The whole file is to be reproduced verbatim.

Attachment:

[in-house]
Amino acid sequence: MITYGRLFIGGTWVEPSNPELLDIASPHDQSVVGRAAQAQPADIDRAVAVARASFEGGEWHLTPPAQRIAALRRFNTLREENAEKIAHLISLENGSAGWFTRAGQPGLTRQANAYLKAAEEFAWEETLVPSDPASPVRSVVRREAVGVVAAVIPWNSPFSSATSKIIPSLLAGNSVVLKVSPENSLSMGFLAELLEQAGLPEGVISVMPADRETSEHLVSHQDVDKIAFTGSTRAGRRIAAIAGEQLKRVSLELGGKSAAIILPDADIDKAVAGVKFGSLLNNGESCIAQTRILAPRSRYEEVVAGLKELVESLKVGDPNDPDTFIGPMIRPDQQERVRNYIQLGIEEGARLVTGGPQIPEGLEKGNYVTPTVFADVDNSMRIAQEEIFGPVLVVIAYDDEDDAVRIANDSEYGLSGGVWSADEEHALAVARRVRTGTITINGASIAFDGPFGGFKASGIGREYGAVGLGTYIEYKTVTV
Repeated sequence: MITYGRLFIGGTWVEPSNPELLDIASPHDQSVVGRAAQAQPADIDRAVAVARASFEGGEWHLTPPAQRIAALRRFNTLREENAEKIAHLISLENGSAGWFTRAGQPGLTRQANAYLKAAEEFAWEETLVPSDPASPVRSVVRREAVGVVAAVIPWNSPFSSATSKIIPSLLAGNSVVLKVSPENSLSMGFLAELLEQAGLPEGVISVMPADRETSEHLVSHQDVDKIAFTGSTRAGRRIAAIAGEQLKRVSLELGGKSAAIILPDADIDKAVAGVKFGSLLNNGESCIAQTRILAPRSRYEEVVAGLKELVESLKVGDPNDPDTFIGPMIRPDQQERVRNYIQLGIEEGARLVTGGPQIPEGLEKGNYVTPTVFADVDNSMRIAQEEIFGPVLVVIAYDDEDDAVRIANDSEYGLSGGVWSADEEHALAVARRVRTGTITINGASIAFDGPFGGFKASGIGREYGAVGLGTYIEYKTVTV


[in-house]
Amino acid sequence: MITYGRLFIGGTWVEPSNPELLDIASPHDQSVVGRAAQAQPADIDRAVAVARASFEGGEWHLTPPAQRIAALRRFNTLREENAEKIAHLISLENGSAGWFTRAGQPGLTRQANAYLKAAEEFAWEETLVPSDPASPVRSVVRREAVGVVAAVIPWNSPFSSATSKIIPSLLAGNSVVLKVSPENSLSMGFLAELLEQAGLPEGVISVMPADRETSEHLVSHQDVDKIAFTGSTRAGRRIAAIAGEQLKRVSLELGGKSAAIILPDADIDKAVAGVKFGSLLNNGESCIAQTRILAPRSRYEEVVAGLKELVESLKVGDPNDPDTFIGPMIRPDQQERVRNYIQLGIEEGARLVTGGPQIPEGLEKGNYVTPTVFADVDNSMRIAQEEIFGPVLVVIAYDDEDDAVRIANDSEYGLSGGVWSADEEHALAVARRVRTGTITINGASIAFDGPFGGFKASGIGREYGAVGLGTYIEYKTVTV
Repeated sequence: MITYGRLFIGGTWVEPSNPELLDIASPHDQSVVGRAAQAQPADIDRAVAVARASFEGGEWHLTPPAQRIAALRRFNTLREENAEKIAHLISLENGSAGWFTRAGQPGLTRQANAYLKAAEEFAWEETLVPSDPASPVRSVVRREAVGVVAAVIPWNSPFSSATSKIIPSLLAGNSVVLKVSPENSLSMGFLAELLEQAGLPEGVISVMPADRETSEHLVSHQDVDKIAFTGSTRAGRRIAAIAGEQLKRVSLELGGKSAAIILPDADIDKAVAGVKFGSLLNNGESCIAQTRILAPRSRYEEVVAGLKELVESLKVGDPNDPDTFIGPMIRPDQQERVRNYIQLGIEEGARLVTGGPQIPEGLEKGNYVTPTVFADVDNSMRIAQEEIFGPVLVVIAYDDEDDAVRIANDSEYGLSGGVWSADEEHALAVARRVRTGTITINGASIAFDGPFGGFKASGIGREYGAVGLGTYIEYKTVTV